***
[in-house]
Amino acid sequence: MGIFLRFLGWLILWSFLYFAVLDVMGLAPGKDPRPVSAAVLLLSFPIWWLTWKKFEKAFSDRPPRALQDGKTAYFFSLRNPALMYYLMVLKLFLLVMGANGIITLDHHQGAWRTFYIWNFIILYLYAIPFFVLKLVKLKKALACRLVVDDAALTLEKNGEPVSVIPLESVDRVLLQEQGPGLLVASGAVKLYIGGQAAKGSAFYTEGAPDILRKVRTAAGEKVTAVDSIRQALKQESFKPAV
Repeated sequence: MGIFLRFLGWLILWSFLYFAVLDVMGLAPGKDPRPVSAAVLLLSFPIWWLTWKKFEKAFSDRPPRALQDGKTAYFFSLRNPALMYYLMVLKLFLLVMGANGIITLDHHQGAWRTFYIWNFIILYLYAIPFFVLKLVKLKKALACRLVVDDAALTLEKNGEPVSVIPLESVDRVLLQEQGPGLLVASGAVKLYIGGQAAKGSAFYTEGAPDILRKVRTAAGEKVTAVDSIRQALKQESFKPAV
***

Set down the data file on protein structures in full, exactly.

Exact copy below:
[in-house]
Amino acid sequence: MGIFLRFLGWLILWSFLYFAVLDVMGLAPGKDPRPVSAAVLLLSFPIWWLTWKKFEKAFSDRPPRALQDGKTAYFFSLRNPALMYYLMVLKLFLLVMGANGIITLDHHQGAWRTFYIWNFIILYLYAIPFFVLKLVKLKKALACRLVVDDAALTLEKNGEPVSVIPLESVDRVLLQEQGPGLLVASGAVKLYIGGQAAKGSAFYTEGAPDILRKVRTAAGEKVTAVDSIRQALKQESFKPAV
Repeated sequence: MGIFLRFLGWLILWSFLYFAVLDVMGLAPGKDPRPVSAAVLLLSFPIWWLTWKKFEKAFSDRPPRALQDGKTAYFFSLRNPALMYYLMVLKLFLLVMGANGIITLDHHQGAWRTFYIWNFIILYLYAIPFFVLKLVKLKKALACRLVVDDAALTLEKNGEPVSVIPLESVDRVLLQEQGPGLLVASGAVKLYIGGQAAKGSAFYTEGAPDILRKVRTAAGEKVTAVDSIRQALKQESFKPAV